The First Days of Jesus by Andreas Köstenberger and Alexander Stewart, Free for CAPC Members
Readers are able to experience the supposedly familiar early chapters of Matthew, Luke, and John with new eyes.
Mixed Signals is Erin Straza’s weekly musing about marketing miscellany in advertising, branding, and messaging.
Math isn’t my thing. That’s because numbers don’t make sense to my word-wired brain. So when it comes to making purchase decisions, I am drawn to sale signs (lower prices listed right there, before my very eyes) and what I think I should have to pay for an item (like an automated spending matrix built into my brain). It’s not mathematically sound. But this is how I’ve gotten through thousands of purchase decisions over the course of my life—so far, so good.
I’ve always assumed everyone else has a math brain, able to crunch numbers and make in-the-moment substantive rationales for their purchases. That’s a big no, according to an article by Derek Thompson titled “The 11 Ways That Consumers Are Hopeless at Math” and posted at The Atlantic.
He posits that most consumers do make purchase decisions based on numbers—but not necessarily the number as it relates to the actual price. It’s more about how those numbers make us feel about the purchase. Thompson explains how this works:
First: Consumers don’t know what the heck anything should cost, so we rely on parts of our brains that aren’t strictly quantitative. Second: Although humans spend in numbered dollars, we make decisions based on clues and half-thinking that amount to innumeracy.
This is classic consumer behavior. The consumer brain is ever working to justify the choices made, to purchase or not to purchase. We collect information that supports the decision we want to make and discard the information that reflects negatively upon our decisions to assuage cognitive dissonance.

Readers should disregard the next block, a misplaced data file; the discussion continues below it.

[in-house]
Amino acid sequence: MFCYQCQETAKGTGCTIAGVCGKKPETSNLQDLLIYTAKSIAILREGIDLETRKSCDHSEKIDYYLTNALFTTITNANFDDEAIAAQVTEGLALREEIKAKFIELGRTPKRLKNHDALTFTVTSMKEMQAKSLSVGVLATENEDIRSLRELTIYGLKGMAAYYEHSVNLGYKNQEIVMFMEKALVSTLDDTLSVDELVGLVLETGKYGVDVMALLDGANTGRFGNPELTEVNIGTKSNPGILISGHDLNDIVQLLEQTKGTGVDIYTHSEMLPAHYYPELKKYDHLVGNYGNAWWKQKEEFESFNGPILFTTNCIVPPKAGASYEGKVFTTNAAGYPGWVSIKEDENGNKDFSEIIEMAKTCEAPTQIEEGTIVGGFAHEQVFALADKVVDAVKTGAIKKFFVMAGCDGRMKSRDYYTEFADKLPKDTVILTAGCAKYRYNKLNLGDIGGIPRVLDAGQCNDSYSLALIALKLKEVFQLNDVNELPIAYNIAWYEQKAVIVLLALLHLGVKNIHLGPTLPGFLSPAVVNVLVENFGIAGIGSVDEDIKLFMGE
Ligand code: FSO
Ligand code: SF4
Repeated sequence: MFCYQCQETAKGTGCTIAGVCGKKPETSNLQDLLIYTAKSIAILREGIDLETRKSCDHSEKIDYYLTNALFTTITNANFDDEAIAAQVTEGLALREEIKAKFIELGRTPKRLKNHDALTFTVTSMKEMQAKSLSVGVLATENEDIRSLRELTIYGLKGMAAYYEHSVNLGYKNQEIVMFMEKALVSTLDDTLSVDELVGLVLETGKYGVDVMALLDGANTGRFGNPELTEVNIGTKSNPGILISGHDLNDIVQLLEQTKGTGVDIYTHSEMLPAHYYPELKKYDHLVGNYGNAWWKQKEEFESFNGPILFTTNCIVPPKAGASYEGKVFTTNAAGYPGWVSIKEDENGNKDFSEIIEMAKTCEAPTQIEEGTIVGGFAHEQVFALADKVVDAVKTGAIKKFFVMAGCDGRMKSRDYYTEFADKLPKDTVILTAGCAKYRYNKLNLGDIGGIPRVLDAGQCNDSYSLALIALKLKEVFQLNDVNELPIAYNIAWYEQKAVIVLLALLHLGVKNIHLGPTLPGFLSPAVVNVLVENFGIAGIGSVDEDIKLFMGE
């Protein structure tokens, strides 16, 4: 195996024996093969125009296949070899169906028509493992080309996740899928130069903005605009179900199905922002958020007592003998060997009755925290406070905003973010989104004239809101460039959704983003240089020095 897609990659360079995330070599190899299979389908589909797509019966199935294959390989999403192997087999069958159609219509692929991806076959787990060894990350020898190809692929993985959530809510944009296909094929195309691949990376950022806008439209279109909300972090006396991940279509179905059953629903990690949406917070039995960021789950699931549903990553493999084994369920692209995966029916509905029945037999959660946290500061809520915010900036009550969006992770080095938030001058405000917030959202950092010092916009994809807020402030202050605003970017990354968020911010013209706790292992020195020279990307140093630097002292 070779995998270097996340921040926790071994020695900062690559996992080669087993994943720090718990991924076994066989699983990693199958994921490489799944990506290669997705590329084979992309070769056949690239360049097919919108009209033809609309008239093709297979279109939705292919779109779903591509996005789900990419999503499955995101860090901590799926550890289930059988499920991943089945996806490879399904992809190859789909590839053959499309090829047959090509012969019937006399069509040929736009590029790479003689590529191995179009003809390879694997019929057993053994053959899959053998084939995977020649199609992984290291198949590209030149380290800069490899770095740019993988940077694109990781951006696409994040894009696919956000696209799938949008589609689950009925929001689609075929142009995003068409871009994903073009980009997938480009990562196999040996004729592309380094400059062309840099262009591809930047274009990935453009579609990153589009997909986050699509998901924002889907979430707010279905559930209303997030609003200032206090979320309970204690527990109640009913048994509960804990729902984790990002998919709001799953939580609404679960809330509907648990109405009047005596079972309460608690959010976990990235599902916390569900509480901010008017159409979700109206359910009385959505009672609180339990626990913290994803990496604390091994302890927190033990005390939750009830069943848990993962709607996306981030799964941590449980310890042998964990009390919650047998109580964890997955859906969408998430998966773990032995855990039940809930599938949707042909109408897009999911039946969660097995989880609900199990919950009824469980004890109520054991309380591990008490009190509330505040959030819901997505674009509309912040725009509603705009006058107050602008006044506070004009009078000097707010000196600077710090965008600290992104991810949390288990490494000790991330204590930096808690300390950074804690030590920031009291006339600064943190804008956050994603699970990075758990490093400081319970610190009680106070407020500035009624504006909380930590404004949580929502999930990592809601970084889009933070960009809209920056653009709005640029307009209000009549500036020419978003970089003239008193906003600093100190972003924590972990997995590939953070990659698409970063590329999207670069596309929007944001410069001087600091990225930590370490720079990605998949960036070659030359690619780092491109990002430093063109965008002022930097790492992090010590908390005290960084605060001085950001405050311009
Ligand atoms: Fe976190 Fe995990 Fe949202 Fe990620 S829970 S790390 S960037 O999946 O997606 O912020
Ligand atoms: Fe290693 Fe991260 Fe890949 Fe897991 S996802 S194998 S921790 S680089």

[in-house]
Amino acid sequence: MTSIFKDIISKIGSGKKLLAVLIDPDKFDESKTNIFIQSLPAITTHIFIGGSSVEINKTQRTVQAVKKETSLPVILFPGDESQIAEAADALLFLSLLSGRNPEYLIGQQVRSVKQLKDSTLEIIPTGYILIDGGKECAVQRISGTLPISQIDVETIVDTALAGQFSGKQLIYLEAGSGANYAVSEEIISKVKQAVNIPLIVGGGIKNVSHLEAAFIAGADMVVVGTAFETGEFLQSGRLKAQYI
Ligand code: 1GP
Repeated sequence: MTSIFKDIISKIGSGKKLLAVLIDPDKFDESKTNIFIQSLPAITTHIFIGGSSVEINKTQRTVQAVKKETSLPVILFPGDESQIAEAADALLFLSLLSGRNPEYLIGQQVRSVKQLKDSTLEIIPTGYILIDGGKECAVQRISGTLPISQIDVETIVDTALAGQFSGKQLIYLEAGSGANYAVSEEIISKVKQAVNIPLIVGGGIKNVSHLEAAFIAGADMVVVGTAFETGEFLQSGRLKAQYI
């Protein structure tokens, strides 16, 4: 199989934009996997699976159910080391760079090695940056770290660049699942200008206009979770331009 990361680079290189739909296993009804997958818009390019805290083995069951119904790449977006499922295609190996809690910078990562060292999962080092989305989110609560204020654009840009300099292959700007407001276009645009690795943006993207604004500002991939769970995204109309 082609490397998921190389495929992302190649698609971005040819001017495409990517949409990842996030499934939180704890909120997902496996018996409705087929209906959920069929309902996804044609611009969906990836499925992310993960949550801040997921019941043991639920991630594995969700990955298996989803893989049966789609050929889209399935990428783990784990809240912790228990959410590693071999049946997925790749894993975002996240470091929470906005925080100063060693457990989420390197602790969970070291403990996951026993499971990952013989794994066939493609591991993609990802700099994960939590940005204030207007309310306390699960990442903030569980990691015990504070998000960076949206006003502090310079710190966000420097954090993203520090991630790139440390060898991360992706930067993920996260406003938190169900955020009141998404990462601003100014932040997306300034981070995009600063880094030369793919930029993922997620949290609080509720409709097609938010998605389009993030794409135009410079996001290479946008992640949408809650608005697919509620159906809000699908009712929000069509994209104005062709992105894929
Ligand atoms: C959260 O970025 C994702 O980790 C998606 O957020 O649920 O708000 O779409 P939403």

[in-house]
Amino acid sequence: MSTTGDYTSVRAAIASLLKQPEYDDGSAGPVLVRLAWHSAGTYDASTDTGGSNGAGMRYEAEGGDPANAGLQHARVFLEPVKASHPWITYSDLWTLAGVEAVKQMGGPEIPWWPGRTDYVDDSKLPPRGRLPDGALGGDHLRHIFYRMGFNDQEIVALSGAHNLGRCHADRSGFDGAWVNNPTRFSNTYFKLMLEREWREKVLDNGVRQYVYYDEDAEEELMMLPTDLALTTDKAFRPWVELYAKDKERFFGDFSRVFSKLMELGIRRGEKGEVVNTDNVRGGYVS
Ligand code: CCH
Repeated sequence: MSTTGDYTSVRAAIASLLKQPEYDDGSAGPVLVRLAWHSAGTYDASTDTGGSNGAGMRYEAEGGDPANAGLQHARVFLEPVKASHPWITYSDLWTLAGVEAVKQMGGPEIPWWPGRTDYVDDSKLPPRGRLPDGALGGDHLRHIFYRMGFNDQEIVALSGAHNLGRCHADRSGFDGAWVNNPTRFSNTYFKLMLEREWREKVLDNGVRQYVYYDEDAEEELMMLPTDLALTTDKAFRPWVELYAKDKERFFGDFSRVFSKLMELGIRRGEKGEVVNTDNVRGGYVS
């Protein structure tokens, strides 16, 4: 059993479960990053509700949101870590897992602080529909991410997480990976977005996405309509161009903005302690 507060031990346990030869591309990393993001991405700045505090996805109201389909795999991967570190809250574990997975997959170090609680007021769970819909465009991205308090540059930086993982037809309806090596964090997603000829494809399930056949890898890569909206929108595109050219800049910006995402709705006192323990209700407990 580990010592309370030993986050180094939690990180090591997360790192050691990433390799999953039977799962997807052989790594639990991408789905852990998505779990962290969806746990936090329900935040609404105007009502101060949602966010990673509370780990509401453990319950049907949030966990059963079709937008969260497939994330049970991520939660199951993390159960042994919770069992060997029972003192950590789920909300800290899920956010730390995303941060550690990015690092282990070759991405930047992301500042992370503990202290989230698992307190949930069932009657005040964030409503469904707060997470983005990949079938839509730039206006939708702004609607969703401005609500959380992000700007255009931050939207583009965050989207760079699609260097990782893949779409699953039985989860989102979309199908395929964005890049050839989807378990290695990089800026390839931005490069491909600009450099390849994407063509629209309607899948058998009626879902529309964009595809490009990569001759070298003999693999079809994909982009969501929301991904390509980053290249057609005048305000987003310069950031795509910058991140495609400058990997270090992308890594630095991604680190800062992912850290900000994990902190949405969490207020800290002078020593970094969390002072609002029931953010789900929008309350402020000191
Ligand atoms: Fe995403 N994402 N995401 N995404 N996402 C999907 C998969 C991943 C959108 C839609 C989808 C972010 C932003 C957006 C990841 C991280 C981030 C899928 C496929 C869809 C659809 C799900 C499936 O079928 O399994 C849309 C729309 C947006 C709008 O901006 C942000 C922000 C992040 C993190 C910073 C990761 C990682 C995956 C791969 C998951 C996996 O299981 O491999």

The good news is that marketers are working with us. They want us to feel great about purchasing—not because they are concerned for our mental health, but because our positive affect means sales for them. So they give us the cues we need to feel good. Thompson mentions our “obsession with the number 9”—it convinces us of a great deal. He also pinpoints our desire to avoid extremes—“we don’t like feeling cheap, and we don’t like feeling duped”—so we are drawn to product with a mid-range price point.
What do we do with this news? As I processed the tenets of Thompson’s article, I was forced to acknowledge anew my capacity to be swayed by the whims of others. Marketers obviously know how to influence me. But I also admit that my internal spending matrix was constructed in U.S. society, heavily influenced by the spending values of our culture. What I have deemed appropriate purchase behavior for the States would be disgustingly wasteful in other countries.
Numbers are not my thing, but I don’t want to default to my own level of righteousness when it comes to my purchase behavior. This is where I need lots of grace for my consumer mindset as well as plenty of conviction to live my life by the Spirit’s leading rather than the siren cry of a supposedly good deal.
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